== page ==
My life has been blessed by amazing women. I have an amazing wife. I am the father of two beautiful girls. I am the son of the world’s greatest mother. I have a mother-in-law who has loved me with all of her heart since joining her family many years ago. These women, along with grandmothers, aunts, cousins, friends, and co-workers, have played a huge role in my life to date. These women make life worth living each and every day. They are a shining light to the dark, a warming heat to the cold, and a rainbow of vivacious color in world of black and white. I know that I am not alone in these blessings. You, too, have amazing women in your life. That is why I need your attention right now.
Did you know that in the United States one in six women is a victim of sexual assault? ONE IN SIX! Every two minutes, a women in our country is sexually assaulted. If you do the math, that is over 248,000 assaults in a given year. As a human being, these statistics are infuriating. As a man, they are disgusting. As a husband, father, and son, the numbers are down right scary. Take a minute and put a face on these statistics. Think about six women (girls) in your life. One of them will be a victim of sexual assault. How does that make you feel? I hope the answer is angry, scared, and terrified. I hope that you agree with me that we ALL must do what we can to stop these crimes. No one’s wife, daughter, mother, or friend should ever have to experience this pain. This week, I took my first step to bring awareness to this epidemic by walking a mile in her shoes.
For the last five years, the Fort Wayne Women’s Bureau has hosted “Walk a Mile in Her Shoes”. This community event publicly supports survivors, enhances awareness, and raises funds that help stop rape and sexual assault in our area. Each participant is asked to “walk a mile in her shoes” by walking a one-mile course in a pair of bright red high heels. Yes, one mile in red stilettos. I have worn a dress, why not add the appropriate footwear to my portfolio. I was extremely excited to participate in the event, but I was also fearful. First, I am a big man with big feet. Finding a pair of heels that fit would not be easy. The Women’s Bureau provided me with a pair of size 16 shoes, the biggest they had available. Unfortunately, they were not quite big enough. Second, I have terrible ankles due to years of basketball, sprains, strains, surgeries, arthritis, and bone spurs. I can sprain an ankle by stepping on a small pebble. Could I handle a mile in high heels was the question that raced through my mind the night before the event. Only time would tell.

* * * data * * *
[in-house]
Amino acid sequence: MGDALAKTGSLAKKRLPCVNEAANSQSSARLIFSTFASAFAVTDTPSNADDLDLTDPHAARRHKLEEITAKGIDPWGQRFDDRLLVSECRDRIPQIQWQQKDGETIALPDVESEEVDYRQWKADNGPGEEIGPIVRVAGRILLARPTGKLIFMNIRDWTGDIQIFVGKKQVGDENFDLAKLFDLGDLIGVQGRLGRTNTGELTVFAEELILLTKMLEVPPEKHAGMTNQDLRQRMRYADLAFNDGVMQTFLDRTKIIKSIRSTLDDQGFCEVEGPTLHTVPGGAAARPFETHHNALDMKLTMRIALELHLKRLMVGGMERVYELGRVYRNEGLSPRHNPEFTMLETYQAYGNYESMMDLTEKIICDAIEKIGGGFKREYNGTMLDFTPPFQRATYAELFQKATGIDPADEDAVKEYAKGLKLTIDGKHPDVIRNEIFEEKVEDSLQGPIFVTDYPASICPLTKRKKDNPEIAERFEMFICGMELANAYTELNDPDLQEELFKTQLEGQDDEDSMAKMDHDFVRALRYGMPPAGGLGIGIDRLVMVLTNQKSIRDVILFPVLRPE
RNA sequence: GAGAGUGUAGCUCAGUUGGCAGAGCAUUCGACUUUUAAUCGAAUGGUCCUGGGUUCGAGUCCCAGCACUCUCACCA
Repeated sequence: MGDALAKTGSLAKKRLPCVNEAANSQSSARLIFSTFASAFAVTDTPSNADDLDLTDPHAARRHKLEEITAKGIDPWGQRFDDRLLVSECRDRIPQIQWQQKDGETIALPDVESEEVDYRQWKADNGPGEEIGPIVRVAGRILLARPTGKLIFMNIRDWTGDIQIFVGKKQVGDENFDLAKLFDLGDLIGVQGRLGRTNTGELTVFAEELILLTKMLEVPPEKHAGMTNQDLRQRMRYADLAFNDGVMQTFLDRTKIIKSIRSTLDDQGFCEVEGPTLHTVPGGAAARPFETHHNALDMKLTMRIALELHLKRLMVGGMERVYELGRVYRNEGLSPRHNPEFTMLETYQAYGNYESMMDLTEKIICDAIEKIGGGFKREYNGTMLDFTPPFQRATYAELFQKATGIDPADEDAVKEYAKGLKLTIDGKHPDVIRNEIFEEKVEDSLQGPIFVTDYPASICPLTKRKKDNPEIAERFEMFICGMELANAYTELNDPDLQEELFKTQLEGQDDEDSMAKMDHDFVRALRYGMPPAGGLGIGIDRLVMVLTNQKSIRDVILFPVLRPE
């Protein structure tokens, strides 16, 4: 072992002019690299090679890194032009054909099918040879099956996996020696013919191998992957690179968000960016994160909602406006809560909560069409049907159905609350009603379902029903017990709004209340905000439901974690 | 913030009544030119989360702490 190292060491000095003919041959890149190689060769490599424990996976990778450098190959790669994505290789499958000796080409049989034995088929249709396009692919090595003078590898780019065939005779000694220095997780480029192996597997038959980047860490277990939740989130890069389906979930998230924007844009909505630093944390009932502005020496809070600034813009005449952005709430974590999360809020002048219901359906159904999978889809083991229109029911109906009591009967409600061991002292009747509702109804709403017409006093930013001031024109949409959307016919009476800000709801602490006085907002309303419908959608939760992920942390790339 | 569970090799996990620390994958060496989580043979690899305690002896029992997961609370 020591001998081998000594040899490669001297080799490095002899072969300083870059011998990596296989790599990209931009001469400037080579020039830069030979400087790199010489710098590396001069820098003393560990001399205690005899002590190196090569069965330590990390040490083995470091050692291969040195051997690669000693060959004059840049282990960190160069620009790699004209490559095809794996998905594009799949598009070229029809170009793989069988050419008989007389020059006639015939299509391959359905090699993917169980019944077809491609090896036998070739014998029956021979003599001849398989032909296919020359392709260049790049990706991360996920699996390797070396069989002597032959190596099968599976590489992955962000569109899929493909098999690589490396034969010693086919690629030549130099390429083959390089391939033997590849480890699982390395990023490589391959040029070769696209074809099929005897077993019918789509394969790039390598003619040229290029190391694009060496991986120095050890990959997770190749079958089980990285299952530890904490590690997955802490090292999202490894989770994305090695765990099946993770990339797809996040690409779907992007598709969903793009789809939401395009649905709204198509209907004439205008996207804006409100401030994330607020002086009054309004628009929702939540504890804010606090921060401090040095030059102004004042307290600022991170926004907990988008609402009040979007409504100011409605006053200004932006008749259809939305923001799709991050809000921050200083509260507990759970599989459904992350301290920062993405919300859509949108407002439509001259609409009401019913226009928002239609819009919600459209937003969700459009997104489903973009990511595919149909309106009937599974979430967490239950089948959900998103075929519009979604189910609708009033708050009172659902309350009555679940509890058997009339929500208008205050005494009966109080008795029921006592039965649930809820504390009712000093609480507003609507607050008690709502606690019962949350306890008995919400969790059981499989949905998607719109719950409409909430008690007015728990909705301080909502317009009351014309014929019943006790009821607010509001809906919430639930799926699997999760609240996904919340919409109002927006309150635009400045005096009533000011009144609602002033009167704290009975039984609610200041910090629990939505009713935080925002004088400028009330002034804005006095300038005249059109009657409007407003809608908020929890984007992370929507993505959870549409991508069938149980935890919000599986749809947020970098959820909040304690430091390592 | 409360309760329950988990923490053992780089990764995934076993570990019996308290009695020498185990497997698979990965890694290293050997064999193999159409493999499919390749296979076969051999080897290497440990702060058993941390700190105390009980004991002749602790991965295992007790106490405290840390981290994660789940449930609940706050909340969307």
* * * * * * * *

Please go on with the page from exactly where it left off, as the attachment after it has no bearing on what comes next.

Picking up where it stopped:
The day of the event had arrived and the thought of walking in my shiny red high heels became real. I was really doing this. My ankles were really going to have to do this. The pre-walk atmosphere was electric. I was proud to see so many men stepping up to support this cause. Stepping up may not be the right word. Sacrificing may be more appropriate. I crammed my foot into my heels as the start time approached. If you thought I was tall before, you should see me rocking my pumps. The walk started and I began the journey. The first half of the mile was not too difficult. Don’t get me wrong, I was in agonizing pain, but my ankles were holding up their end of the bargain. As I entered the second half of the mile, things changed. My ankles began to weaken and walking became a challenge. At times I walked into the grass so that my stiletto heel would sink into the ground. This gave me a few seconds of relief. I continued on and I continued to struggle. I started to look like Bambi trying to gain footing for the first time. My ankles rolled in all directions and the pain was elevating. I marched on because that’s who I am. I am not a quitter and I was doing it for the cause. As I approached the end, I could not go any further. My ankles had completed given out and I had to stop. I made it approximately .9 of the mile before taking the shoes off. I crossed the finish line in my tennis shoes. I felt defeated. I had failed. The goal was to complete the mile and I had fallen short. I have a new-found respect for women you walk, run, and dance in those shoes. You are much tougher than I am.
Regardless of my failure and the pain, I am so glad that stepped outside my comfort zone and participated in this great event. That day opened my eyes to sexual assault. Indiana ranks #2 in the United States for reported sexual assaults among high school girls. As a father of two teenagers, I am committed to protecting my girls and changing these numbers.. I am willing to do whatever necessary to share the statistics and open the eyes of others in our community. I will forever be an advocate. With your help we can educate others about this crisis and work to decrease the number of women who are sexually assaulted each year. I took my first step. Will you? Will you walk a miles in her shoes? It is a mile that you will never forget!